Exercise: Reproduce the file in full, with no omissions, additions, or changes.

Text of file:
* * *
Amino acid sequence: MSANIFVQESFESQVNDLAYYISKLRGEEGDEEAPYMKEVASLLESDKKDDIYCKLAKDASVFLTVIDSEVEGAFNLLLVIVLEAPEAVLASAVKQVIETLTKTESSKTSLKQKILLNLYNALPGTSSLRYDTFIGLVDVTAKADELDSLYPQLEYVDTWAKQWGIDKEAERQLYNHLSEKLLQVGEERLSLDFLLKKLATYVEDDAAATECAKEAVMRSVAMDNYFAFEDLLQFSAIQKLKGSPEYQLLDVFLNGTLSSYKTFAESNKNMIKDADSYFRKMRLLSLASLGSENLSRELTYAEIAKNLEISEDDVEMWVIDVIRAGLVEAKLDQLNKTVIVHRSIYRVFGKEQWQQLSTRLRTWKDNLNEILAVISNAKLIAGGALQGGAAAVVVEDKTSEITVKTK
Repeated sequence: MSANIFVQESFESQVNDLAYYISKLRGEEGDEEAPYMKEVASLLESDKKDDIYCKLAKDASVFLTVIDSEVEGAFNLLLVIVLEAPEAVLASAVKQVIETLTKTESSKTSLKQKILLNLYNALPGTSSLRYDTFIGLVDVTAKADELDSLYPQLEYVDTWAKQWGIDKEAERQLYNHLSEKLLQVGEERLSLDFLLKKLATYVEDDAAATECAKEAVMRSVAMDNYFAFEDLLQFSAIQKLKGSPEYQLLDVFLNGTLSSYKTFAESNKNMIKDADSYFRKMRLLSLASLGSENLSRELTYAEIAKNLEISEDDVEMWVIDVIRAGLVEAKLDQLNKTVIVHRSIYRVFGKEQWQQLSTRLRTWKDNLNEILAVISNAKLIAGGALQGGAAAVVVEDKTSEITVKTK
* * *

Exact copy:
Amino acid sequence: MSANIFVQESFESQVNDLAYYISKLRGEEGDEEAPYMKEVASLLESDKKDDIYCKLAKDASVFLTVIDSEVEGAFNLLLVIVLEAPEAVLASAVKQVIETLTKTESSKTSLKQKILLNLYNALPGTSSLRYDTFIGLVDVTAKADELDSLYPQLEYVDTWAKQWGIDKEAERQLYNHLSEKLLQVGEERLSLDFLLKKLATYVEDDAAATECAKEAVMRSVAMDNYFAFEDLLQFSAIQKLKGSPEYQLLDVFLNGTLSSYKTFAESNKNMIKDADSYFRKMRLLSLASLGSENLSRELTYAEIAKNLEISEDDVEMWVIDVIRAGLVEAKLDQLNKTVIVHRSIYRVFGKEQWQQLSTRLRTWKDNLNEILAVISNAKLIAGGALQGGAAAVVVEDKTSEITVKTK
Repeated sequence: MSANIFVQESFESQVNDLAYYISKLRGEEGDEEAPYMKEVASLLESDKKDDIYCKLAKDASVFLTVIDSEVEGAFNLLLVIVLEAPEAVLASAVKQVIETLTKTESSKTSLKQKILLNLYNALPGTSSLRYDTFIGLVDVTAKADELDSLYPQLEYVDTWAKQWGIDKEAERQLYNHLSEKLLQVGEERLSLDFLLKKLATYVEDDAAATECAKEAVMRSVAMDNYFAFEDLLQFSAIQKLKGSPEYQLLDVFLNGTLSSYKTFAESNKNMIKDADSYFRKMRLLSLASLGSENLSRELTYAEIAKNLEISEDDVEMWVIDVIRAGLVEAKLDQLNKTVIVHRSIYRVFGKEQWQQLSTRLRTWKDNLNEILAVISNAKLIAGGALQGGAAAVVVEDKTSEITVKTK